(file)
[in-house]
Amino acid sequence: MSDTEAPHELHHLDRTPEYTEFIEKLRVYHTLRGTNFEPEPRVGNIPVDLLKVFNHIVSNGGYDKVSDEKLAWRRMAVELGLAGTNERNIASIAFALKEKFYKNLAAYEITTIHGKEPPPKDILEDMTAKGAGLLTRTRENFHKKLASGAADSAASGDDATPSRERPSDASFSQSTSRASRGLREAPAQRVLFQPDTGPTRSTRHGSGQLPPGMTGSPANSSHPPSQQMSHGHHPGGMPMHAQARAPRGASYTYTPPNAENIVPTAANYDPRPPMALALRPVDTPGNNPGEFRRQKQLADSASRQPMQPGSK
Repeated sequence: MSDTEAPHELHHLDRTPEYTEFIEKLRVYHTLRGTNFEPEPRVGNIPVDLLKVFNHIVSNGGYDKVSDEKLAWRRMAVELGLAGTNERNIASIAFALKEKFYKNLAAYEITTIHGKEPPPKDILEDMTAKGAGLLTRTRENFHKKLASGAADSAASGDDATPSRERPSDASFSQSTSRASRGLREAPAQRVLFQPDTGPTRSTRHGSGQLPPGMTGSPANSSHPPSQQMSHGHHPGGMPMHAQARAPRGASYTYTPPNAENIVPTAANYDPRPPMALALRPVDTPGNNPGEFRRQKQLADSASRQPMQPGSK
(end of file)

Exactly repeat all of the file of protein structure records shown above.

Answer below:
[in-house]
Amino acid sequence: MSDTEAPHELHHLDRTPEYTEFIEKLRVYHTLRGTNFEPEPRVGNIPVDLLKVFNHIVSNGGYDKVSDEKLAWRRMAVELGLAGTNERNIASIAFALKEKFYKNLAAYEITTIHGKEPPPKDILEDMTAKGAGLLTRTRENFHKKLASGAADSAASGDDATPSRERPSDASFSQSTSRASRGLREAPAQRVLFQPDTGPTRSTRHGSGQLPPGMTGSPANSSHPPSQQMSHGHHPGGMPMHAQARAPRGASYTYTPPNAENIVPTAANYDPRPPMALALRPVDTPGNNPGEFRRQKQLADSASRQPMQPGSK
Repeated sequence: MSDTEAPHELHHLDRTPEYTEFIEKLRVYHTLRGTNFEPEPRVGNIPVDLLKVFNHIVSNGGYDKVSDEKLAWRRMAVELGLAGTNERNIASIAFALKEKFYKNLAAYEITTIHGKEPPPKDILEDMTAKGAGLLTRTRENFHKKLASGAADSAASGDDATPSRERPSDASFSQSTSRASRGLREAPAQRVLFQPDTGPTRSTRHGSGQLPPGMTGSPANSSHPPSQQMSHGHHPGGMPMHAQARAPRGASYTYTPPNAENIVPTAANYDPRPPMALALRPVDTPGNNPGEFRRQKQLADSASRQPMQPGSK